In a move certain to cause equestrian concern, The Adventurists tour company hired the controversial <b>Benedict Allen</b> to provide a pep talk to some of the would-be endurance riders. Allen, who began his career as a British travel writer, hosts a Big Brother style reality show where he oversees contestants being taken into the Amazon jungle, where they are bitten by ants and whipped by bamboo.
Allens television antics have not gone unnoticed. In November, 2006 Tom Stacy, in The London Times Literary Review described Allen thus. <i>He is not an explorer. He is a stuntman in remote places, a latter-day Munchausen with satellite phone and a video camera.</i>
Nevertheless, the television presenter agreed to share tales of his Mongolian equine adventures with the would-be endurance riders. <i>Arising to a somewhat groggy morn,</i> the Adventurists website reported, <i>the gin-soaked adventure chasers joined with fellow Adventurists at St George, Bristol to continue the weekends festivities over a spot of tea, a few rather nice pieces of cake and a splendid talk from Benedict.</i>
What wasnt discussed was Allens tarnished reputation with animals.
While searching for El Dorado in South America, Allen reported how he used <i>a machete to kill my dog and eat him.</i> In a similar South American episode, Allen once again used the death of his animal companion as a juicy story for a subsequent book.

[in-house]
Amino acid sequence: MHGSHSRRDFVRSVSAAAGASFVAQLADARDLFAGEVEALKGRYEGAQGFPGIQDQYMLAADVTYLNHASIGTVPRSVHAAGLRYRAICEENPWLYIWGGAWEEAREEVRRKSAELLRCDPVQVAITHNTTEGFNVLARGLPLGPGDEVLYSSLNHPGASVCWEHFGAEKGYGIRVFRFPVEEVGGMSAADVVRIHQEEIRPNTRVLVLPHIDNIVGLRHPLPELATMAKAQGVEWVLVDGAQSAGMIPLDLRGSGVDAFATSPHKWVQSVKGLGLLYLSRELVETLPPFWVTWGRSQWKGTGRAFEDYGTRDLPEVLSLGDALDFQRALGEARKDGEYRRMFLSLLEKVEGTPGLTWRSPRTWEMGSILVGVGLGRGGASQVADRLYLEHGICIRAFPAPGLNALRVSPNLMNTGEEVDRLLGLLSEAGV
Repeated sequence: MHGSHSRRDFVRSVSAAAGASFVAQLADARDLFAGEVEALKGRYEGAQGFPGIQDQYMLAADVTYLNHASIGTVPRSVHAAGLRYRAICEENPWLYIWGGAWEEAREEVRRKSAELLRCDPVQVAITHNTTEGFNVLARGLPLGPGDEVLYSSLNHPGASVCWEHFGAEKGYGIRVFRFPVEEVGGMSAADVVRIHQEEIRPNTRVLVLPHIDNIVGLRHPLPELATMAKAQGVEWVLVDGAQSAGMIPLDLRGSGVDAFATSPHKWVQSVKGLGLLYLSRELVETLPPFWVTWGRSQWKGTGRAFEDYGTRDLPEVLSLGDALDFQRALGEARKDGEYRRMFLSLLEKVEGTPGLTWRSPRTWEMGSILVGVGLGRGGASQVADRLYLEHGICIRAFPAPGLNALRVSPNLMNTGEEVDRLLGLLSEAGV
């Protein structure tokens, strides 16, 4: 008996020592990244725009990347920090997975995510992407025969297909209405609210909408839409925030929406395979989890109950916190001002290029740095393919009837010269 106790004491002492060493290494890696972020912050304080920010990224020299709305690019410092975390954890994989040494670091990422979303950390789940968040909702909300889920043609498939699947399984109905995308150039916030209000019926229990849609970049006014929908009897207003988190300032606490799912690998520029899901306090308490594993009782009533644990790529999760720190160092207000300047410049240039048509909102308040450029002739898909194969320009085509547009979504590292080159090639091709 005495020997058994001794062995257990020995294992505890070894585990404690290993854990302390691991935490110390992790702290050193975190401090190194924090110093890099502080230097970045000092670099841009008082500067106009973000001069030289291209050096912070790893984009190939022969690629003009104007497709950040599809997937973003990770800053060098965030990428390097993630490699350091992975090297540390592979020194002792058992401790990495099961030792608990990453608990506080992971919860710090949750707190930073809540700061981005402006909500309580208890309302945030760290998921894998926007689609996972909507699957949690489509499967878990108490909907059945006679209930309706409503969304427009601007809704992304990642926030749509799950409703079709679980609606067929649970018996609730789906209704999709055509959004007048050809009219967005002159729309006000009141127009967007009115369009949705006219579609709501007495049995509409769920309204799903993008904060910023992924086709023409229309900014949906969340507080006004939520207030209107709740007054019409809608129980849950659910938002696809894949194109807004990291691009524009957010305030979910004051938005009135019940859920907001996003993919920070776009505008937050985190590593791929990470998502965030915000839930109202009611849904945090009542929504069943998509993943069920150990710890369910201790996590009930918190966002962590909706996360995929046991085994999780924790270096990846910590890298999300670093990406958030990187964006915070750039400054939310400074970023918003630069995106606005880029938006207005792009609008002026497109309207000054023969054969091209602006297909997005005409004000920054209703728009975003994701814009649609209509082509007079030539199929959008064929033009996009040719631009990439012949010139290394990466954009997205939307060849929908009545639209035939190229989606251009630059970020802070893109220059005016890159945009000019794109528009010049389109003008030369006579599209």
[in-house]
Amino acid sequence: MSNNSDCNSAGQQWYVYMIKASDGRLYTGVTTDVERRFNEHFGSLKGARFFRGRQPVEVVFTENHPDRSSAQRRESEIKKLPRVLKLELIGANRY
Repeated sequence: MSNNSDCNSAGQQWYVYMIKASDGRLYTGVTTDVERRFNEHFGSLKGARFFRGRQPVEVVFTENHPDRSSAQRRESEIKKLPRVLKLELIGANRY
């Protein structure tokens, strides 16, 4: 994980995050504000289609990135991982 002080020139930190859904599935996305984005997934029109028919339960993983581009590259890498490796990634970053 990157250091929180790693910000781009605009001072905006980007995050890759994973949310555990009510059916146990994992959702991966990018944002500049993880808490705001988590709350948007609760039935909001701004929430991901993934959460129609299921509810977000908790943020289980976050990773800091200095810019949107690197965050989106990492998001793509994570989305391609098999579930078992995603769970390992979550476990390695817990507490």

<i>I once had a terrible mishap with my pet monkey, Mono, who used to sit on my shoulder, when I visited an Indian village in South America. I tried to ask them if they could rustle up something to eat and I rubbed my stomach. Mono disappeared. Half an hour later, the smell of cooked monkey came floating across the air and I was presented with a wooden platter. Im afraid to say he was delicious.</i>
Yet it was Allens bungled ride in Mongolia which prompted the Adventurists to hire him for their pep talk, as in 1997 he made a controversial ride in that country which resulted in his horses being devoured by insects. Having left his horses unguarded, Allen met a Mongolian who warned him that in his absence the animals were being slowly slain by stinging black flies. He returned and found the rumour true. Yet instead of removing the animals from danger, Allen decided, <i>there was nothing I could do today.</i>
He decided instead to go with Mongolians to celebrate the Nadaam carnival. <i>I agreed to go along to the festival and try to forget the dying friends on the hills.</i> After the party, Allen returned to find his horses had been killed by the carnivorus pests. <i>They had been dead since morning. What a waste,</i> he lamented, as the saddle sore on one of his now dead horses <i>was healing nicely.</i>
Because of this incident, Benedict Allen is prohibited from joining the Long Riders Guild.